The papers say that Fawzan's name cropped up among the personal effects of a senior al-Qaida member and on a Web site for supporters of imprisoned Taliban and al-Qaida fighters. He's accused of having attended a militant training camp in Afghanistan, and Saudi authorities identified him as a "high-priority" target, according to the documents.
But the papers also note that he called Osama bin Laden "a bad man" and said that the Sept. 11 attacks reflected poorly on Muslims.
Dakheel insists that there was nothing in her son's behavior to suggest he was contemplating becoming a jihadist. She described him as a quiet, sensitive young man who entered into an arranged marriage at age 17 to a beautiful girl he'd known since childhood.
Fawzan's bride, Thikra, also 23, had just learned that she was pregnant when her husband vanished, and she was close to her delivery date when she found out he was in Guantanamo. The couple traded love notes and discussed baby names in letters mailed to and from the prison.
In one note, he teasingly suggested naming their daughter Bushra, which means "good omen," in hopes of speeding up his release. But the letter arrived in Saudi Arabia too late; the little girl had already been named Ithar.
While Fawzan's letters from Guantanamo don't reveal much about his day-to-day life, his mother said, they do chronicle a remarkable spiritual transformation.
During his time in prison, according to his family, he's memorized the entire Quran and uses Islamic teachings as the central themes in his most recent letters home. His mother and wife fret that he'll come home from Guantanamo with extremist ideas.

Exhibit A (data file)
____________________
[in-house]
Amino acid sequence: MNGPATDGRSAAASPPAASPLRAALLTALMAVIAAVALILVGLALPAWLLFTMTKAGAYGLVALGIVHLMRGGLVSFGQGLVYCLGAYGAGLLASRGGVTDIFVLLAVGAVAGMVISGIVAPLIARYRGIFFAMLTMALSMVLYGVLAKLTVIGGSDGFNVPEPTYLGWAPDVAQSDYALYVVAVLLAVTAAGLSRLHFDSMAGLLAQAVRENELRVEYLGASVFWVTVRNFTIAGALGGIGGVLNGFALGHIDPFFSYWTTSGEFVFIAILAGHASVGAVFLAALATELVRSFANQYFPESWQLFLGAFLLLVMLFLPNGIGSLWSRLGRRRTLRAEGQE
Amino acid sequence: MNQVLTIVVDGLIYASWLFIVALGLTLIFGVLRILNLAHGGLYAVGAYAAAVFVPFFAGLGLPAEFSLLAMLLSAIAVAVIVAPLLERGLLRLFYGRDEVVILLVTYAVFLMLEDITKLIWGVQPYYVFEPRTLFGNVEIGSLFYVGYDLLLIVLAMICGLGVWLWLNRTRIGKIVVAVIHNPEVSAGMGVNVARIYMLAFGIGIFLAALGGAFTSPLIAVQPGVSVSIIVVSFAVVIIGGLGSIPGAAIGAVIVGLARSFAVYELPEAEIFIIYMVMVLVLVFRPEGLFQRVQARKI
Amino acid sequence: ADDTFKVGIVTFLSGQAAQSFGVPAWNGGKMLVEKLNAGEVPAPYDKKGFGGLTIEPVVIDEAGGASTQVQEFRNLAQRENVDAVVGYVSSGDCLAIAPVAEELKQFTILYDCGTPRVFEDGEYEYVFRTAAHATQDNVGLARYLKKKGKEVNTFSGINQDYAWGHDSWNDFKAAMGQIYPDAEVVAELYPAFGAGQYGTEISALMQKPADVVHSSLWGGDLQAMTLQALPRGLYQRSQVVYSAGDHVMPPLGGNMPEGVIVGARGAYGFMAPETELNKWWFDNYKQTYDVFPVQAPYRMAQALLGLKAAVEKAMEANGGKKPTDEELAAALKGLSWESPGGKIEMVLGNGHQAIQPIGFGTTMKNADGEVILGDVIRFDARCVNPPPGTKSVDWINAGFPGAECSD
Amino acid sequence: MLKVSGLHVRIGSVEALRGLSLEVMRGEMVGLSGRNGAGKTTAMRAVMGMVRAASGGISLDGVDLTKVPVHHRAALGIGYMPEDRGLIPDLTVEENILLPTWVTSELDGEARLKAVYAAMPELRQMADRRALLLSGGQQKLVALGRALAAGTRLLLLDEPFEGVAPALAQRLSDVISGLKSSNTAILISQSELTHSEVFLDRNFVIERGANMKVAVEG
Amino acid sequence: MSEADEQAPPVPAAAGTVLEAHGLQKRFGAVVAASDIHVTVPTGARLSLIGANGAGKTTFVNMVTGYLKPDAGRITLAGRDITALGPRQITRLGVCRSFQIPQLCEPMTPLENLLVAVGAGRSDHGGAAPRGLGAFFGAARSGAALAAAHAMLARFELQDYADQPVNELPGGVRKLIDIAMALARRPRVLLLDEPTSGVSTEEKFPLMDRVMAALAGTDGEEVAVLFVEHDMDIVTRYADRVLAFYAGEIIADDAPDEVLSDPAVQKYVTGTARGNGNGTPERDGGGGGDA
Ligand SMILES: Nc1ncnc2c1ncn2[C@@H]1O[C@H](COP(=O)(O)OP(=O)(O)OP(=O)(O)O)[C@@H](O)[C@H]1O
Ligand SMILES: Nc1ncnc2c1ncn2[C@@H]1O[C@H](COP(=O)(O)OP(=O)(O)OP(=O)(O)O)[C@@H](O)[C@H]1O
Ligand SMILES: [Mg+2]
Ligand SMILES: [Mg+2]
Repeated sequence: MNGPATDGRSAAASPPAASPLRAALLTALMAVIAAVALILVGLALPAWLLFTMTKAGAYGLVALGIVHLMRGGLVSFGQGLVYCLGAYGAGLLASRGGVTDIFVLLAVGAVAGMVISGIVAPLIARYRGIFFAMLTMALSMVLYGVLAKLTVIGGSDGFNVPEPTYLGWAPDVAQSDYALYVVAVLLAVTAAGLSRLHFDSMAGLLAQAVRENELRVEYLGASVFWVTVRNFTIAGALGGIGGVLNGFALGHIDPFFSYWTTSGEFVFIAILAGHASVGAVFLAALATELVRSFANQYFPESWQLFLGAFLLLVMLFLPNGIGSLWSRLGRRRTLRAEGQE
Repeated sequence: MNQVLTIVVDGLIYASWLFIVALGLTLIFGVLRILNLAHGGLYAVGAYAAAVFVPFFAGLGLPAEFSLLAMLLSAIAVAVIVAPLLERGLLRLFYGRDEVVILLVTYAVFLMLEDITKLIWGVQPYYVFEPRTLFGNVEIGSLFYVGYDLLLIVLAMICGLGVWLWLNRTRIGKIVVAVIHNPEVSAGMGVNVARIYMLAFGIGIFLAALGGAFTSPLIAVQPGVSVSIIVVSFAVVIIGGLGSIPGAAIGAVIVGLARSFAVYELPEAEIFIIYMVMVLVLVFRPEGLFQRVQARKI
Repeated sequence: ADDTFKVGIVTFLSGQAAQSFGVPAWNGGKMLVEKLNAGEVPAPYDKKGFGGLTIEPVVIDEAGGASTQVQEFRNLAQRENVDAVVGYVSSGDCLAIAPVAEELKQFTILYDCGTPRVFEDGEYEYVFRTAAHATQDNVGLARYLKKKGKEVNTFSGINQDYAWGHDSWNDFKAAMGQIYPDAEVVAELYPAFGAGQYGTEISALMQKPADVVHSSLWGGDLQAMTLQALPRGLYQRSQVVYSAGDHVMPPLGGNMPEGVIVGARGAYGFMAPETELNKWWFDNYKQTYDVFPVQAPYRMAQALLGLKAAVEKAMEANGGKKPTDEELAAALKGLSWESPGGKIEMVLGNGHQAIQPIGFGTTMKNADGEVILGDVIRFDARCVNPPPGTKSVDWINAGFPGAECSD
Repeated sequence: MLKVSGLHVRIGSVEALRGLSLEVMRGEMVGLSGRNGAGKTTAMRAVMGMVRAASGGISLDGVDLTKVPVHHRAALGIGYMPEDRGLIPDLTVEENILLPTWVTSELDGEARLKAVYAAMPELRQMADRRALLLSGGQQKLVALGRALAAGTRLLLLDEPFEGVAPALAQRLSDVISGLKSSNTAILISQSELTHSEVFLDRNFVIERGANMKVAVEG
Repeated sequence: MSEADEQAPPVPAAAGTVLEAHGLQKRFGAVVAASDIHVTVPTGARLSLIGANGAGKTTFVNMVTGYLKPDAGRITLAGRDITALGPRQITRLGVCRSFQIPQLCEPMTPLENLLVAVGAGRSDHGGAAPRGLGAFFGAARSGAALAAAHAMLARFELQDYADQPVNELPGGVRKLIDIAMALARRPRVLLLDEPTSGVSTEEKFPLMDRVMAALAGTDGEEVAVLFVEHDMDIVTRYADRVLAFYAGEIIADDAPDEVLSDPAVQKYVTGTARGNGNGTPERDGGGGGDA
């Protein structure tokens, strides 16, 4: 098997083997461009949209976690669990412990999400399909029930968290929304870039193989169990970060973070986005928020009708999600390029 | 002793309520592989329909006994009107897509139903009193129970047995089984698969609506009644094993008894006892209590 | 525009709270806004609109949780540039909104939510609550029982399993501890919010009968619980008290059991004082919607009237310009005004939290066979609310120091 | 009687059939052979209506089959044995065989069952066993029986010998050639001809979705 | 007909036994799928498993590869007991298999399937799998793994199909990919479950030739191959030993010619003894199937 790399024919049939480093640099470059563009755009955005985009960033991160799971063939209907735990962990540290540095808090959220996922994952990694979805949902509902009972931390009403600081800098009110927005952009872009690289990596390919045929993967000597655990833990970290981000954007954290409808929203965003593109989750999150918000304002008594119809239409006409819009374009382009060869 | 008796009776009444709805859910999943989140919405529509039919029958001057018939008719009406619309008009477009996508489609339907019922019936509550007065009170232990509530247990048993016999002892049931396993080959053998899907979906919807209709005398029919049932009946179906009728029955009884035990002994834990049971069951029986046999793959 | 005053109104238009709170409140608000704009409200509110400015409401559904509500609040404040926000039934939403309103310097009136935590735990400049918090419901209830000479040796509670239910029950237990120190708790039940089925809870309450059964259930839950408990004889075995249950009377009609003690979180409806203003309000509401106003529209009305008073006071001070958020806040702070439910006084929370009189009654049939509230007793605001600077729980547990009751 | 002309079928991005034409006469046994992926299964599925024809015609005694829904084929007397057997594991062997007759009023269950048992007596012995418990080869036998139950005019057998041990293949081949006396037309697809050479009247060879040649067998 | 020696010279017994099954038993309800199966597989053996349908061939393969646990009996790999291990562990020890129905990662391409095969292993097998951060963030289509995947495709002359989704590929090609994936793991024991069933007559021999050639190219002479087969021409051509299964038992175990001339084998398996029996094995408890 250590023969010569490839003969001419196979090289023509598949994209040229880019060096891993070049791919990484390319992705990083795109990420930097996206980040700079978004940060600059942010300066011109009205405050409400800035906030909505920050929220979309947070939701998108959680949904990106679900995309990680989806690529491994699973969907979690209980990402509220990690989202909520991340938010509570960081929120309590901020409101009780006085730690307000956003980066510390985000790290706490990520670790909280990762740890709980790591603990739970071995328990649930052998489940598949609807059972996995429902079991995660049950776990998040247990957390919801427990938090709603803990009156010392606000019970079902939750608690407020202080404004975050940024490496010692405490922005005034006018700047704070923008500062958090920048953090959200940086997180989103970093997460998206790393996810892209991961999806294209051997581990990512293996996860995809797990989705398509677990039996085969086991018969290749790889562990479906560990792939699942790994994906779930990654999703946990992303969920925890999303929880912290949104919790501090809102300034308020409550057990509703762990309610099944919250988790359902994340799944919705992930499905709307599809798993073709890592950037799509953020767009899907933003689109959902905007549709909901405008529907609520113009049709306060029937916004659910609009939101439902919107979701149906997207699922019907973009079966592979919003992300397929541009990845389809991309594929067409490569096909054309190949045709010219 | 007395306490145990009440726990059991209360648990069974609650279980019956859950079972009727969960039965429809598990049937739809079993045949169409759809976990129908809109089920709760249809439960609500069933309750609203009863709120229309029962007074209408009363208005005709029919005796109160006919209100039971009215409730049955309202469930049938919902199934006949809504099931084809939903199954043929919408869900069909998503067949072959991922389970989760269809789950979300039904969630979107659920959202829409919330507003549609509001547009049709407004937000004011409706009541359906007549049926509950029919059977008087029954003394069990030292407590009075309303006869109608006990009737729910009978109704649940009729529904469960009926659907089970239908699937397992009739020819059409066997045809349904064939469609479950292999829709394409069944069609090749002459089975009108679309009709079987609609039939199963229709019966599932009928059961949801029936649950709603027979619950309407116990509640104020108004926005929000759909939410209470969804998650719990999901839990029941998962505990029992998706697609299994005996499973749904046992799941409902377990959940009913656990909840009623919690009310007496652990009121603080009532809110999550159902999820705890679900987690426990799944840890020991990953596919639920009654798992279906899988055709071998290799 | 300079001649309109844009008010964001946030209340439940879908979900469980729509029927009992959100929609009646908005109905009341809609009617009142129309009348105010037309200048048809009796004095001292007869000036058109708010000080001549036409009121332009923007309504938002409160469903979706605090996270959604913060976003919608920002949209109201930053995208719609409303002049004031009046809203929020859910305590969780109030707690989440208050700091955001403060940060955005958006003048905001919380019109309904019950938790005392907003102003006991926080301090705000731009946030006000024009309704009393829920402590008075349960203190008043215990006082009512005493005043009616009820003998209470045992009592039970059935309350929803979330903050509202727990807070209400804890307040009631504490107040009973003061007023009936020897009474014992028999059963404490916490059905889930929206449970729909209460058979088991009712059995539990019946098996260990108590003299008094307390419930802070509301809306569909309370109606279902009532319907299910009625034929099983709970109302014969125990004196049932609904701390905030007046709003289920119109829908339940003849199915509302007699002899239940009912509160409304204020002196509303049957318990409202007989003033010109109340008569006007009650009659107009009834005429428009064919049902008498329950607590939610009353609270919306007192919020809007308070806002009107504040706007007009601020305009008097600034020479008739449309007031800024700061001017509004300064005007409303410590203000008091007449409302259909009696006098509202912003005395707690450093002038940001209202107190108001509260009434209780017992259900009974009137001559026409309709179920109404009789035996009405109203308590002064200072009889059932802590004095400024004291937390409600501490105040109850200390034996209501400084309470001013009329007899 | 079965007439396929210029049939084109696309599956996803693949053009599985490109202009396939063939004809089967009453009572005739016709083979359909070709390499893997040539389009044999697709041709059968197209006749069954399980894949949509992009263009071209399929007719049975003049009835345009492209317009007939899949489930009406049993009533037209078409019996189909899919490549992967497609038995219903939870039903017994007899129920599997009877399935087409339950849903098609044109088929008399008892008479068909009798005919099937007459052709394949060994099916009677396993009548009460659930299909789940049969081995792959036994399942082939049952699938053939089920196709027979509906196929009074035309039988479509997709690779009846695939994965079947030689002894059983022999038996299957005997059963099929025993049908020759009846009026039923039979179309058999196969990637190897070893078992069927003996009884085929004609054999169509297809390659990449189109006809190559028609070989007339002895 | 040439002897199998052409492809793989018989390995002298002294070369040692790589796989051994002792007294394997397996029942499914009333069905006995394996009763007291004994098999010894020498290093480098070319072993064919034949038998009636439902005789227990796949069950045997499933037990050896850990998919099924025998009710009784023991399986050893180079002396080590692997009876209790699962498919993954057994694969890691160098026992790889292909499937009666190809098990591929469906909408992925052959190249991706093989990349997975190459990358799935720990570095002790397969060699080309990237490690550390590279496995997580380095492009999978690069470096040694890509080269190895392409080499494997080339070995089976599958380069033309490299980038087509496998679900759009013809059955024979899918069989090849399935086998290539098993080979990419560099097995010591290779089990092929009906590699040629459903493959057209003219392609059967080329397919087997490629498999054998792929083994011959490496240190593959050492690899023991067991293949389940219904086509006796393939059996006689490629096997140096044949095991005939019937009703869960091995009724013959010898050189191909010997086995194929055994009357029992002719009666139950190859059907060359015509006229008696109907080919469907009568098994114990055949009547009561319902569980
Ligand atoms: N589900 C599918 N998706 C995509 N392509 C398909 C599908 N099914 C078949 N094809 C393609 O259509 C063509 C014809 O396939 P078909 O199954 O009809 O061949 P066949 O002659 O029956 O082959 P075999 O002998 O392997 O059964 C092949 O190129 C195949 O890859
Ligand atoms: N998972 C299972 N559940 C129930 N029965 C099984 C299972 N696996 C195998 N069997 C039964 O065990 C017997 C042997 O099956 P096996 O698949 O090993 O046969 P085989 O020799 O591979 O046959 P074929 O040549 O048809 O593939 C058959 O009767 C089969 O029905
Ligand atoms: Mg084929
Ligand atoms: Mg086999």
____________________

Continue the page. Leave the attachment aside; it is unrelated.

"He used to collect money for the mosque, but he wasn't very religious. He didn't even have a beard," Dakheel said. "There, he became religious."
Just as Fawzan must have changed in nearly six years, so has his family. There are several new nieces and nephews. His mother has streaks of gray in her shiny black hair; his father's eyes have grown sad. His family ponders whether he'll even recognize Riyadh, which in the past five years has blossomed with cavernous shopping malls and sleek skyscrapers.
"Riyadh has grown up in the time Fahd's been away," said his sister, Anwaar, an 18-year-old student. "Even the king has changed!"
Dakheel said she'd just received word from a lawyer that a new batch of Saudi prisoners would be released from Guantanamo by the end of the month. She reread her son's letters for any hints of a pending release, but found nothing to reassure her that this time was real.
"They are releasing them so randomly," Anwaar complained.
"Yes," her mother agreed, "it's like the lottery."
(Miami Herald reporter Carol Rosenberg contributed to this story from Miami. McClatchy Newspapers special correspondent Miret el Naggar contributed from Riyadh, Saudi Arabia.)
(c) 2007, McClatchy-Tribune Information Services.